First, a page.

Cell death genes in invertebrates and (maybe) vertebrates

Robert S. Freeman, Steven Estus, Kazuhiko Horigome, Eugene M. Johnson

Research output: Contribution to journalArticlepeer-review

38 Scopus citations


That naturally occurring cell death in the nervous and other systems is an active and physiologically appropriate process has received much attention recently and has gained a significant degree of acceptance. The identification of cell death genes in invertebrates, the characterization of gene products that function as cell death suppressors, and the demonstration that some proto-oncogenes elicit cell death, as well as proliferation, in certain cell types have heightened interest in the mechanism of programmed cell death. Yet, evidence for a genetic program for cell death in vertebrates remains circumstantial and, so far, vertebrate 'cell death' genes exist only in theory.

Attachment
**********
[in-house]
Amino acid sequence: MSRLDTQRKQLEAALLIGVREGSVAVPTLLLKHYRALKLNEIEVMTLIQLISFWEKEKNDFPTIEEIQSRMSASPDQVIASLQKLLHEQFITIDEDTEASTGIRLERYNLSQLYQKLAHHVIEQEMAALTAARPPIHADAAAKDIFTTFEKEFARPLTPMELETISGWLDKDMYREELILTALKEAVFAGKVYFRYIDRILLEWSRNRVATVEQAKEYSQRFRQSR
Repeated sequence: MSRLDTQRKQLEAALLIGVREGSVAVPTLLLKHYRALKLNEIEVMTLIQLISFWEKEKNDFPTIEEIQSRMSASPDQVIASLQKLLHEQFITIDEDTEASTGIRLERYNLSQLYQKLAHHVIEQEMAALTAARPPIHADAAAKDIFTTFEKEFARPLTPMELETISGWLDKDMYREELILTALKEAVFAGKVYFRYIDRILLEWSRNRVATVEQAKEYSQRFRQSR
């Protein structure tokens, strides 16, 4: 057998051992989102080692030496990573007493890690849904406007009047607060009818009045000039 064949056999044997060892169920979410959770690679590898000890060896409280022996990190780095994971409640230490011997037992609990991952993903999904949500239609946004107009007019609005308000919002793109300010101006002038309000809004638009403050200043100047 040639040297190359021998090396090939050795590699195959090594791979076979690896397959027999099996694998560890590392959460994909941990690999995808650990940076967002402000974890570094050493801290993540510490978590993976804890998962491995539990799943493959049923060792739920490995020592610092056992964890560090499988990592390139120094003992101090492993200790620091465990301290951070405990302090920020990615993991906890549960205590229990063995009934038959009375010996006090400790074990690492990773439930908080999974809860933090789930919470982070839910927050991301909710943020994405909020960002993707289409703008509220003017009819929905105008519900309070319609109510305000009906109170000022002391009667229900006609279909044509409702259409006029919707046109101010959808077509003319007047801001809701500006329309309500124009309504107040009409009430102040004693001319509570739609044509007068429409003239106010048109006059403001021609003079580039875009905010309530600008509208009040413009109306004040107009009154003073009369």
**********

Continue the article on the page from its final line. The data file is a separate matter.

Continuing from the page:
Original languageEnglish
Pages (from-to)25-31
Number of pages7
JournalCurrent Opinion in Neurobiology
Issue number1
StatePublished - Feb 1993

Bibliographical note

Funding Information:
We thank PA Osborne for excellent editorial assistance in preparing this manuscript. We gratefully acknowledge support from NIH postdoctoral training grants NS07071 (RS Freeman) and HL07275 (S Estus), and an NIH postdoctoral fellowship NS09294 (RS Freeman).

ASJC Scopus subject areas

  • General Neuroscience


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